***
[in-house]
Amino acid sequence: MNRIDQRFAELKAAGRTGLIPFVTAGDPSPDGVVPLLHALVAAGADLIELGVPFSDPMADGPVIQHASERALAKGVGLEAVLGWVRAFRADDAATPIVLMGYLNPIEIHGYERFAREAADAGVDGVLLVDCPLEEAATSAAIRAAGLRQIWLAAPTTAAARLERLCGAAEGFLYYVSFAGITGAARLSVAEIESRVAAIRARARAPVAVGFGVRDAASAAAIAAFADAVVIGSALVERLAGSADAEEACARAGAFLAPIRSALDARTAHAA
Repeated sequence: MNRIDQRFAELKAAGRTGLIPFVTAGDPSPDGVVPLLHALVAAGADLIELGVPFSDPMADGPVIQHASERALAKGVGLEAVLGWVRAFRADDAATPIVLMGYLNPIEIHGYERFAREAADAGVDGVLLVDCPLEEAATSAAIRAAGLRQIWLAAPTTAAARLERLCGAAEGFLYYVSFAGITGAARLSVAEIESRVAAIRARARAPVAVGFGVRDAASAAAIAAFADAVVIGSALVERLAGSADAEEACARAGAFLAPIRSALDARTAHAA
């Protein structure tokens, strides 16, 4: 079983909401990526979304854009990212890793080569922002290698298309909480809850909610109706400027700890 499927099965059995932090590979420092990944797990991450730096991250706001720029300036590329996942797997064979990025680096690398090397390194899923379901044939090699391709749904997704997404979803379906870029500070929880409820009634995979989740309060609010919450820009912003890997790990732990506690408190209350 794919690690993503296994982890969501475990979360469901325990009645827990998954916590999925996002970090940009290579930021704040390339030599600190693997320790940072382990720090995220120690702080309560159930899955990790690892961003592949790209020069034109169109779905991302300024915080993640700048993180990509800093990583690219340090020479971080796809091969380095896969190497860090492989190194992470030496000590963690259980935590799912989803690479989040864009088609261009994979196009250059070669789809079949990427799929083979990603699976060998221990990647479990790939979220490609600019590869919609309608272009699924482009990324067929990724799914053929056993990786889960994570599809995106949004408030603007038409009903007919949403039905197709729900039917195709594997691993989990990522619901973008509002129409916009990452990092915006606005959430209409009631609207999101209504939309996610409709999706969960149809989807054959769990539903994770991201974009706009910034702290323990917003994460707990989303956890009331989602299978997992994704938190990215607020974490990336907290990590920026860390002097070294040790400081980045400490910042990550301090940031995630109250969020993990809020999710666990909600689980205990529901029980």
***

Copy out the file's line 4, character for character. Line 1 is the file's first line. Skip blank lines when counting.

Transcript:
């Protein structure tokens, strides 16, 4: 079983909401990526979304854009990212890793080569922002290698298309909480809850909610109706400027700890 499927099965059995932090590979420092990944797990991450730096991250706001720029300036590329996942797997064979990025680096690398090397390194899923379901044939090699391709749904997704997404979803379906870029500070929880409820009634995979989740309060609010919450820009912003890997790990732990506690408190209350 794919690690993503296994982890969501475990979360469901325990009645827990998954916590999925996002970090940009290579930021704040390339030599600190693997320790940072382990720090995220120690702080309560159930899955990790690892961003592949790209020069034109169109779905991302300024915080993640700048993180990509800093990583690219340090020479971080796809091969380095896969190497860090492989190194992470030496000590963690259980935590799912989803690479989040864009088609261009994979196009250059070669789809079949990427799929083979990603699976060998221990990647479990790939979220490609600019590869919609309608272009699924482009990324067929990724799914053929056993990786889960994570599809995106949004408030603007038409009903007919949403039905197709729900039917195709594997691993989990990522619901973008509002129409916009990452990092915006606005959430209409009631609207999101209504939309996610409709999706969960149809989807054959769990539903994770991201974009706009910034702290323990917003994460707990989303956890009331989602299978997992994704938190990215607020974490990336907290990590920026860390002097070294040790400081980045400490910042990550301090940031995630109250969020993990809020999710666990909600689980205990529901029980």